How many players in the National Hockey League currently lead their team in scoring and are also dead last in goal differential?

One. That player is 21-year-old Vancouver Canucks defenceman Quinn Hughes, who is off to a rather bizarre start to the 2020-21 season.

Hughes’ offensive production looks an awful lot like his impressive rookie season, where he had eight goals and 45 assists in 68 games. The Vancouver blueliner has 18 points (two goals, 16 assists) to lead the Canucks in scoring through 18 games. Some of that offence has been supplemented by the man advantage, but Hughes is second on the team in even-strength scoring, trailing only forward Brock Boeser.

Said another way: If a scoring play manifests from the Vancouver side, it’s likely Hughes is involved. Hughes has recorded a point on 33 per cent of Canucks’ goals this season, one of the highest numbers observed in the league for a defenceman:

Embedded Image

The 18 points accumulated so far put Hughes in a tie for fourth place league-wide, which is remarkable for a defenceman, even this early into the regular season. There are just three defenders who lead their team in scoring through Sunday’s games. That short list also includes Montreal’s Jeff Petry and New Jersey’s Ty Smith.

What’s particularly unique about all of this scoring is that being on the ice and contributing to all of these goals hasn’t helped Hughes’ on-ice goal differentials in the slightest.

Consider these two leaderboards side-by-side – one a point of pride, one a point of futility:  

Embedded Image

There is basically only one way to get on both of these leaderboards at the same time, and Hughes has cornered that market. There are three components to this recipe:

- Play on a productive power play? Check.

- Be involved in most offensive scoring sequences across all game states? Check.

- Get substandard goaltending whenever you are on the ice? Check.

The goaltending part is the most interesting by far, if only because the question in the Canucks organization right now is whether the skater group is contributing adversely to the performance of Braden Holtby and Thatcher Demko, or if the two netminders have been the ones anchoring overall team play.

For Hughes, that’s an important question. Though Vancouver’s team save percentage at even strength is quite poor (89.9, 29th in the NHL), it’s worse when Hughes is on the ice. The Canucks are stopping just 87.7 per cent of shots with Hughes, which is sixth lowest among qualified defencemen. (The clubhouse leader, for reference, is Pittsburgh’s John Marino at 85.7 per cent).

Those are woeful stop rates – the type of stop rates that would hinder the performance of the best players in the world.

Remember Erik Karlsson in his final year in Ottawa? The player widely regarded as the best offensive defenceman of this generation – and maybe the best offensive defenceman ever during his prime playing years – was burned by shoddy goaltending in his final season with the Sens. Despite scoring at nearly a point-per-game pace, Karlsson finished the year 17 goals in the red at even strength.

We generally do not hold an individual skater accountable for his team’s save percentage. There is very little repeatability in the data, and so on-ice save percentages can be very fleeting. Think about Hughes just last season, a rookie who saw his goaltenders – that year including Jacob Markstrom and the aforementioned Demko – stop 90.5 per cent of shots with him on the ice, right near the league average!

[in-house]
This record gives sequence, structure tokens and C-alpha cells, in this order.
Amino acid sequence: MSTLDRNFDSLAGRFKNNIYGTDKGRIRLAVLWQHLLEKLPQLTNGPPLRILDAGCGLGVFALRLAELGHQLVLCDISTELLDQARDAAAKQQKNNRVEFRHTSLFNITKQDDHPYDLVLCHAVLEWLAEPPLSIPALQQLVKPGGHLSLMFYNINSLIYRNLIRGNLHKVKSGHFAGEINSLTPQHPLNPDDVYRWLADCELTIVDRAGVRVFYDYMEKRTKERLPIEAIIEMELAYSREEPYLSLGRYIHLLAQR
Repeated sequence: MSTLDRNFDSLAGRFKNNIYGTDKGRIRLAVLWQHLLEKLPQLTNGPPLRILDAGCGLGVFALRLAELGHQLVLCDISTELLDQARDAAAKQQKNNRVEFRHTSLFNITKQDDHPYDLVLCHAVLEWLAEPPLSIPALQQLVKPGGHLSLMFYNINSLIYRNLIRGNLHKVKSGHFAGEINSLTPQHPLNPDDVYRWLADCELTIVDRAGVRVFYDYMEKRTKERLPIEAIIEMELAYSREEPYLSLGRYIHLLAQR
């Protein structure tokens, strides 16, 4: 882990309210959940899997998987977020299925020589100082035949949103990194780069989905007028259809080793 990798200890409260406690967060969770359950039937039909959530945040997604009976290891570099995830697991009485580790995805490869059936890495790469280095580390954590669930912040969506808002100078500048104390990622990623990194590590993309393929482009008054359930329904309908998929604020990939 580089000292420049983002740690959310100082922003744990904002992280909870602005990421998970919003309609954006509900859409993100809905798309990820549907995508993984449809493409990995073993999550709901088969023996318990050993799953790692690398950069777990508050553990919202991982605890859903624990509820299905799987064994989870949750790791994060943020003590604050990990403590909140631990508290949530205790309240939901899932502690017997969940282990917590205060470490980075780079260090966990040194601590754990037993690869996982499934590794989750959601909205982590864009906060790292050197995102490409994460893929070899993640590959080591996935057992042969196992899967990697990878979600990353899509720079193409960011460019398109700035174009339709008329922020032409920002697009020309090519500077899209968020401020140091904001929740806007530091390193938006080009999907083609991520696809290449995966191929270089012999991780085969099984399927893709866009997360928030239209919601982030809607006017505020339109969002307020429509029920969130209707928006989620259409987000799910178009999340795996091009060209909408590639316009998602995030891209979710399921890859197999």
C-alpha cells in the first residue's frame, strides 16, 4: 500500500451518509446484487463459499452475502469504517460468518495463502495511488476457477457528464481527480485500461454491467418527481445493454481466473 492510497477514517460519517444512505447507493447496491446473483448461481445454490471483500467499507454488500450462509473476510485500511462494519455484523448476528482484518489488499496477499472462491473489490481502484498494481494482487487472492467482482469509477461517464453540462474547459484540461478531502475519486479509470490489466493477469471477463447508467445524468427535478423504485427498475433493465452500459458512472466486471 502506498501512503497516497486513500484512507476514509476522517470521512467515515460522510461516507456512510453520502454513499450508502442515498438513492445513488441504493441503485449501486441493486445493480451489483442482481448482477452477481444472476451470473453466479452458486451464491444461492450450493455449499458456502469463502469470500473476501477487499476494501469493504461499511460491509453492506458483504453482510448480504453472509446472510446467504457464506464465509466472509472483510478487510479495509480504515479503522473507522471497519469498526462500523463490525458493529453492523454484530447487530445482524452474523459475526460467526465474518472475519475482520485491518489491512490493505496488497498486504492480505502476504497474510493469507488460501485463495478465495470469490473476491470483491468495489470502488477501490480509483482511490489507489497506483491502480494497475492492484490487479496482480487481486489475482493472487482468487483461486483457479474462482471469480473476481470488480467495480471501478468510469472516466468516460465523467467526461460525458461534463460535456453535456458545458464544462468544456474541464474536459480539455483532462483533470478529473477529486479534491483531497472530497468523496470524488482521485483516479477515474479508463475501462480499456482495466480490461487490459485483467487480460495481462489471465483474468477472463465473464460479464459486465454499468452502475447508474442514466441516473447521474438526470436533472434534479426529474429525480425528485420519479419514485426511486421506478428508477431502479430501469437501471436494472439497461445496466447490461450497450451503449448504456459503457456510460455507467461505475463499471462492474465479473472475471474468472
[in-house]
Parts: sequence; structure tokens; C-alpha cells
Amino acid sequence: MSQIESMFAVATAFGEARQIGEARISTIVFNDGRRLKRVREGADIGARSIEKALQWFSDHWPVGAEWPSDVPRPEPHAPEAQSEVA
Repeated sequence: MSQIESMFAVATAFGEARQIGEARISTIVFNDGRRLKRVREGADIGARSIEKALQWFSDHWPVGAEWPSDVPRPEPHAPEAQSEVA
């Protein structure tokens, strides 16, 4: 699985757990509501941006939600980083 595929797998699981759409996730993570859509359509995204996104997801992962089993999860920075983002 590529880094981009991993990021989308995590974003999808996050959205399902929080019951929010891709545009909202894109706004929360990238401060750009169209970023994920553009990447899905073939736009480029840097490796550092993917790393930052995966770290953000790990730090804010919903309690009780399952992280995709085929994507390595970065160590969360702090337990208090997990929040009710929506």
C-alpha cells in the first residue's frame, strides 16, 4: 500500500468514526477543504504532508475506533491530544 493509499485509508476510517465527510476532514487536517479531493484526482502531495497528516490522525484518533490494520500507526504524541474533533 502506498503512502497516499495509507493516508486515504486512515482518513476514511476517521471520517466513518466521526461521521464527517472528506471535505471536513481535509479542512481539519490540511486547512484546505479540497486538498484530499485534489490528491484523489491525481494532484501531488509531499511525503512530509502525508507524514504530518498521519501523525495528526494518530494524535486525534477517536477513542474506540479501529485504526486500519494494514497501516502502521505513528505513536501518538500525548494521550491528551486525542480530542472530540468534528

But the volatility of save percentages alone may not explain players in extreme circumstances. Bringing this back to Hughes in 2020-21, consider the shot profiles that Holtby and Demko have faced with Hughes on the ice. Last season, Vancouver was a shade worse than league average in the defensive zone with Hughes on the ice – shot volume wasn’t particularly high, but the shots attackers did generate came from dangerous areas.

This year? Shot volume has sizably increased (+10 per cent) with Hughes on the ice, and those shots continue to come from the low and high slot area (via HockeyViz):

Embedded Image

Hughes is part of a broader unit responsible for the wanting defensive play while he’s on the ice. The luxury of being as talented as Hughes is means you get to play with some of the best players the organization can offer – this season, that means heaps of minutes with Boeser, Elias Pettersson, J.T. Miller, Bo Horvat, and Jordie Benn.

This group has found their scoring touch, but they have offered little so far by way of tenable defensive play, and it’s compounding a bigger goaltending issue that, quite frankly, is keeping Vancouver outside of the playoff picture.

I do expect the Canucks – and Hughes, specifically – to start getting a bit more defensive puck luck. The goaltenders, at some point, will start to make some stops.

But if the Canucks are going to take another step forward, cleaning up some of the ugly early season defensive play has to be a priority. Hughes (and others) may have been victimized by poor play between the pipes, but it’s not as if they have been airtight in front.

Until that changes, the Canucks are going to be fighting an uphill battle in a competitive North Division.

Data via Natural Stat Trick, HockeyViz,